Journal of Pharmacy Management - Jan 2022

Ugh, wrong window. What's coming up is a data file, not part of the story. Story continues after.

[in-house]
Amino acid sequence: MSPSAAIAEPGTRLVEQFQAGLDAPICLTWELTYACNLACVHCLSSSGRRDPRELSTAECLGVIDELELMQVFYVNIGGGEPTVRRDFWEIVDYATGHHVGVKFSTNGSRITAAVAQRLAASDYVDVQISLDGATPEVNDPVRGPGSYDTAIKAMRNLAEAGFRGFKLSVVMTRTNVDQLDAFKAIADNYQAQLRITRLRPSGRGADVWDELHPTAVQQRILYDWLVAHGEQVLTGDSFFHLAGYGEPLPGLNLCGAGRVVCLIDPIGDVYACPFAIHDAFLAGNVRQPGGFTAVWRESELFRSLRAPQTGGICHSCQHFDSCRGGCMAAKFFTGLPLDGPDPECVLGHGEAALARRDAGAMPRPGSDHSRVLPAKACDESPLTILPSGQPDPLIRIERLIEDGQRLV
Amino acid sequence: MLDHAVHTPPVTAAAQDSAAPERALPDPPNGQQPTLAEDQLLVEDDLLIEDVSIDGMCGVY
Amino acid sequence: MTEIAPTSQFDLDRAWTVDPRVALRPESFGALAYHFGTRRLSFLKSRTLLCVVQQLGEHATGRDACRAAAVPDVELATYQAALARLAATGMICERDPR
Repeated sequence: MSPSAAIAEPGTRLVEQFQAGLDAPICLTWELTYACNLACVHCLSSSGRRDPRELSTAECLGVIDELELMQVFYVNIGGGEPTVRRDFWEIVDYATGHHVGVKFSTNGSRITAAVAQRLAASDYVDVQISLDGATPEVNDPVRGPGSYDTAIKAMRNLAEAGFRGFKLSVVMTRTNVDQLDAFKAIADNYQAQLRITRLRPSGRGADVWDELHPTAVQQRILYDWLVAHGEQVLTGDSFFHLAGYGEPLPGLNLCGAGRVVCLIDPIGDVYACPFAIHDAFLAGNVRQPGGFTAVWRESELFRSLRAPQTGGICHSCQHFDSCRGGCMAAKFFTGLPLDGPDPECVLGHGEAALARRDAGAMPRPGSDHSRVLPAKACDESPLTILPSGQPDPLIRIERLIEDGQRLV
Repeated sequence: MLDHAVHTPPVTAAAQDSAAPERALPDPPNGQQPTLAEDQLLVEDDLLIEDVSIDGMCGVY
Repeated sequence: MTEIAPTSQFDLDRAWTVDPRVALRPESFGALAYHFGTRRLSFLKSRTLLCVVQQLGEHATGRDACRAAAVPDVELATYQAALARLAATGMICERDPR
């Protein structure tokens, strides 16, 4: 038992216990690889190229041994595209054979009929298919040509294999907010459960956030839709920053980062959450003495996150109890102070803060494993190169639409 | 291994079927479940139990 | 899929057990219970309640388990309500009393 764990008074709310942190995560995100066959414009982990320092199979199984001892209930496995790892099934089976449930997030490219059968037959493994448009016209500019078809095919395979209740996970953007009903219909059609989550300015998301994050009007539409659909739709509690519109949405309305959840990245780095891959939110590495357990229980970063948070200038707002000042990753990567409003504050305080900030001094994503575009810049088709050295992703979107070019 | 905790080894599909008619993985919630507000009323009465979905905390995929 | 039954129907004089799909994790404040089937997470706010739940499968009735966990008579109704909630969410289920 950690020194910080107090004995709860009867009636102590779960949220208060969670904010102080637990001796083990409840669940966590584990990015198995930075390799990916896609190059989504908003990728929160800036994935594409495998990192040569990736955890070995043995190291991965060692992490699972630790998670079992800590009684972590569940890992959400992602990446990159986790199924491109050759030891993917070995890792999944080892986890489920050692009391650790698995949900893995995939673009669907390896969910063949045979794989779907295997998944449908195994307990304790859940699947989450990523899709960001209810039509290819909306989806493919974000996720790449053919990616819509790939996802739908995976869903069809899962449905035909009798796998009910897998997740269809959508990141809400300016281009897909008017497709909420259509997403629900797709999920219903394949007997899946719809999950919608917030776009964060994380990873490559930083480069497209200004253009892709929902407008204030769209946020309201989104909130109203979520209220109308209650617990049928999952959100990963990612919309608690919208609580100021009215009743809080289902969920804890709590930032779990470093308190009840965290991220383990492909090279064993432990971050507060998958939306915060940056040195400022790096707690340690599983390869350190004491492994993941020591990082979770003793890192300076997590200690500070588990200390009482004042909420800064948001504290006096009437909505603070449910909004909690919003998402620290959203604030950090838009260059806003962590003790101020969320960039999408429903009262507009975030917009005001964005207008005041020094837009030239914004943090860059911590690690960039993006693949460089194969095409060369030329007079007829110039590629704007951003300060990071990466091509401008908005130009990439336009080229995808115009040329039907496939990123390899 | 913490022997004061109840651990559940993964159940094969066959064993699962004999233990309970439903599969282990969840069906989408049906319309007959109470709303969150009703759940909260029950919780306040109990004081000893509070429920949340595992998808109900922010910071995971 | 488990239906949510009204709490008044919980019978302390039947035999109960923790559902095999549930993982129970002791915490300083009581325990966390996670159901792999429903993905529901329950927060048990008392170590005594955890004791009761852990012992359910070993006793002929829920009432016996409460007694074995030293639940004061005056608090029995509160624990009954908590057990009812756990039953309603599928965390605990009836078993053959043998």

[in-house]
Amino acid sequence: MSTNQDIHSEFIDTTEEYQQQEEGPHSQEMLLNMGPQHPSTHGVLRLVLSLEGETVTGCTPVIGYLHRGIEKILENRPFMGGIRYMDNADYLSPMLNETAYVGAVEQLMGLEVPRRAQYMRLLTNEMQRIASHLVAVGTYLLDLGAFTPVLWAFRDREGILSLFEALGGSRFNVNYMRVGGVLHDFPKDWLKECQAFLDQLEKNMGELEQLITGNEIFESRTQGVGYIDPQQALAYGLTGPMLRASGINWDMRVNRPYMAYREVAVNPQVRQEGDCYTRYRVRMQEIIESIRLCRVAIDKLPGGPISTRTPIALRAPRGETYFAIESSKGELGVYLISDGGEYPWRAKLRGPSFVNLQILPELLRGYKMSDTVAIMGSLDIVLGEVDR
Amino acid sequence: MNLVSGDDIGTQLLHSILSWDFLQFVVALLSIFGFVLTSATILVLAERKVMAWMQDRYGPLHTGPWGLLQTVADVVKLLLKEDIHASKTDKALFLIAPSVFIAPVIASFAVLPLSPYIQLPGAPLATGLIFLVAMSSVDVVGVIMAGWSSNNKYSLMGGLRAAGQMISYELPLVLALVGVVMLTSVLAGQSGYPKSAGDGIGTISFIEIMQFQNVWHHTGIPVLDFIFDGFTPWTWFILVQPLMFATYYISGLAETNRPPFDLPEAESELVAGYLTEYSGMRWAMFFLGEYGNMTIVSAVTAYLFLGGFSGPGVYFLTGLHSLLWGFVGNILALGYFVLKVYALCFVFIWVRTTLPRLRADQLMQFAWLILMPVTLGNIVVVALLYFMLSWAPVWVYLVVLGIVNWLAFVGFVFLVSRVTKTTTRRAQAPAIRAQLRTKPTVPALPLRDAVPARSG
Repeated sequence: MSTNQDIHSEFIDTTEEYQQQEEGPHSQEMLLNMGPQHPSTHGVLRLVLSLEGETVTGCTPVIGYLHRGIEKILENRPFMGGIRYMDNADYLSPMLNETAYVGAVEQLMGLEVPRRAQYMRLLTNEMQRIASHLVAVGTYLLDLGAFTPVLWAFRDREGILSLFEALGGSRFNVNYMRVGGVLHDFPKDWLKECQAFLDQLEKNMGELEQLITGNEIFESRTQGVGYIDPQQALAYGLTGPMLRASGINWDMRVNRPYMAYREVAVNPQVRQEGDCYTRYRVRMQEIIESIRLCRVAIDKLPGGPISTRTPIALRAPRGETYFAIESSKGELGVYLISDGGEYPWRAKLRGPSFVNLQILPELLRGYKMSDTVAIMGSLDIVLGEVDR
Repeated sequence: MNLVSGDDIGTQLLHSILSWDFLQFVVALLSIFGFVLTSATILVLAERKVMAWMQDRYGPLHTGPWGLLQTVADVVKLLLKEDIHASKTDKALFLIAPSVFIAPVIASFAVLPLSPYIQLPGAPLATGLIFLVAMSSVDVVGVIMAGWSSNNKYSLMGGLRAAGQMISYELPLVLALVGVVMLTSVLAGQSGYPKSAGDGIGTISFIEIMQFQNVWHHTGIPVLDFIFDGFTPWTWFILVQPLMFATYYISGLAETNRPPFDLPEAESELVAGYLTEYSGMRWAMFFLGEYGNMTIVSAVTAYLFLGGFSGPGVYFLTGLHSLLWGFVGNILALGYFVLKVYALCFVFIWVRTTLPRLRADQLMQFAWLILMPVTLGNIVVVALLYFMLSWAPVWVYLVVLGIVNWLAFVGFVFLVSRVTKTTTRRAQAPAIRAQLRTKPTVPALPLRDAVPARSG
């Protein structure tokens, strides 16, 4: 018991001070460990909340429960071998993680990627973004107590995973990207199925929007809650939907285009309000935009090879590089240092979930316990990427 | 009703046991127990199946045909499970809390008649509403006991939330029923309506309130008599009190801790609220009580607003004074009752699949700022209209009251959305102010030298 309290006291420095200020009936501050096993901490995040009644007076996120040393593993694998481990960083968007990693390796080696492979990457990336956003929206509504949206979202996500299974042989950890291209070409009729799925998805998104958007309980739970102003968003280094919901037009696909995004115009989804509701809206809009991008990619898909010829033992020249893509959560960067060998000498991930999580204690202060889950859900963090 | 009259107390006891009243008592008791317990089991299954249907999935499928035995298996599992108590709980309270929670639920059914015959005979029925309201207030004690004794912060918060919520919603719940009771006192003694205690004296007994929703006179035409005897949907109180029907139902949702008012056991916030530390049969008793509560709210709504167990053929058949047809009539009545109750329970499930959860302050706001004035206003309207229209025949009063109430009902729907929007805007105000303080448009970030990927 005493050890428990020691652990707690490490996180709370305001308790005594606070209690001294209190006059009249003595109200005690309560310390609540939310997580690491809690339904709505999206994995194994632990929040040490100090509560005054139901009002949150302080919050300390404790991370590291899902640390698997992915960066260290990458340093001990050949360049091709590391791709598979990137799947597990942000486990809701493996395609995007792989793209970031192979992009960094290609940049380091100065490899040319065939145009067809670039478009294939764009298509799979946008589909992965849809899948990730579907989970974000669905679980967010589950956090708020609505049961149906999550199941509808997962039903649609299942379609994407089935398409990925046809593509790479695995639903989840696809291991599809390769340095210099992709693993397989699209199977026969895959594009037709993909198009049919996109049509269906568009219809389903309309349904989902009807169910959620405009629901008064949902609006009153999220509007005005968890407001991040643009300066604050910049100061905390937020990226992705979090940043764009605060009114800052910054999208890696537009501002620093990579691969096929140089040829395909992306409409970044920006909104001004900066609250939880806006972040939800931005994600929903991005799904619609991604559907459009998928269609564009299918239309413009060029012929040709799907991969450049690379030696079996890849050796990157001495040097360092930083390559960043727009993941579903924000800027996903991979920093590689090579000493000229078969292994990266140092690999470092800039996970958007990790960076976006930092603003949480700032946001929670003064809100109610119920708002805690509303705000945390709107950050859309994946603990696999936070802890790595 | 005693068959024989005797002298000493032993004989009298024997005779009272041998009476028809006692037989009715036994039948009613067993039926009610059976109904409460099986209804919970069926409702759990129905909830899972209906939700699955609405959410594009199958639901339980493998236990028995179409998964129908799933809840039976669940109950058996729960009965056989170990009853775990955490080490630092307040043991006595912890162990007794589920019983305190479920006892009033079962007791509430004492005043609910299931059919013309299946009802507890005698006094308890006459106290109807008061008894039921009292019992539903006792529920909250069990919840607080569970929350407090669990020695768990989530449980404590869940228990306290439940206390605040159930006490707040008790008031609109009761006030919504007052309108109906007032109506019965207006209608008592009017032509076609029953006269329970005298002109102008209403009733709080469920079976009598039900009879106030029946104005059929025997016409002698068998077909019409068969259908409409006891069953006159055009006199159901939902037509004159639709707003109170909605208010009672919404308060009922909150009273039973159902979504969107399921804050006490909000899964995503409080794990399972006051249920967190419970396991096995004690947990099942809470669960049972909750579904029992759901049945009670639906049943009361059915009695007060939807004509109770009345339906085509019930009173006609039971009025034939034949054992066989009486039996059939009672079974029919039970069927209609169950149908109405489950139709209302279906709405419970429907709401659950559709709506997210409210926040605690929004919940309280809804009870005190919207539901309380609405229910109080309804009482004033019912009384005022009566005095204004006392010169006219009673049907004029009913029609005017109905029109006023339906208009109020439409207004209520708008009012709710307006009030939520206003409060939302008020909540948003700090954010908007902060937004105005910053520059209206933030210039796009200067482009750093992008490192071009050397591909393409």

Journal of Pharmacy Management • Volume 38 • Issue 1 • January 2022 only) and Thursday, with telephone and email reviews running Monday to Fridays. The venous blood test service in hospital was a flexible drop-in clinic with bloods taken by the phlebotomist in outpatients and no set clinic appointments for the patients. Patients could optionally have a face-to-face consultation if required with the pharmacist or nurse in the designated clinic room, which was primarily used for new patients, teaching and support with VKA dosing or self-testing devices, or bi-annual reviews. Implementation of new initiatives: A shared database was developed for patients that required venous blood monitoring which included details of indication of VKA therapy, patients shielding due to age or medical background, patients reluctant to attend INR appointments in hospital and those not consenting to a DOAC switch. This database was important for staff to rapidly track changes, identify priorities or areas of difficulty for patients, and ensure clarity in our processes during this project. Local INR testing: For patients in the shared database we facilitated venous bloods to be taken locally either by the GP or district nurse as appropriate. However, VKA dosing continued to be managed and led by the RBHH pharmacy anticoagulation team through close communication with the GPs and district nurses via email and telephone. Despite these efforts, patients who still required venous blood tests in hospital were allocated specific time slots for blood tests by the pharmacy team to maintain social distancing. DOAC switches: The patient database was used to identify patients who could safely switch to alternative anticoagulation therapy that did not require INR monitoring. DOACs were identified as a suitable alternative anticoagulation of choice. National guidance was used to support and implement this change with the focus primarily on patients on anticoagulation for the prevention of atrial fibrillation related stroke (in non-valvular AF) and treatment of pulmonary embolism (PE) and deep vein thrombosis (DVT). 5 Since this was a proposal to change long term anticoagulation therapy, it was important that the patient and medical physicians involved in the patient’s care were agreeable to the switch, so they were contacted early in the process. A 3-step consent process was used involving the patient, specialist consultant and GP. All three parties were required to consent for the switch to go ahead. We also incorporated the community pharmacy as a final step (no consent required) due to the importance of keeping records up to date across the primary care interface. In addition, template letters were developed for the community pharmacist and GPs to streamline our communication to inform themof the DOAC switch andmonitoring requirements. Those who could not be switched due to clinical indication were considered for the INR self-testing scheme. Once a patient was ready to commence DOAC therapy, the following baseline tests were arranged: • INR • U&Es, • FBCs • LFTs • Weight These were organised either at the hospital outpatient clinic, or if patients were clinically vulnerable, then arrangements were made with the patient’s GP to facilitate a local blood test. Upon reviewing the blood tests, an appropriate regimen and dose was prescribed by the pharmacists within the pharmacy clinical teams, prompt medication supply was arranged, and a follow up phone call was made to counsel patients on their DOAC therapy and give details on when and how to switch from warfarin. INR self-testers: It was recognised that there were many patients who were not eligible for DOAC 6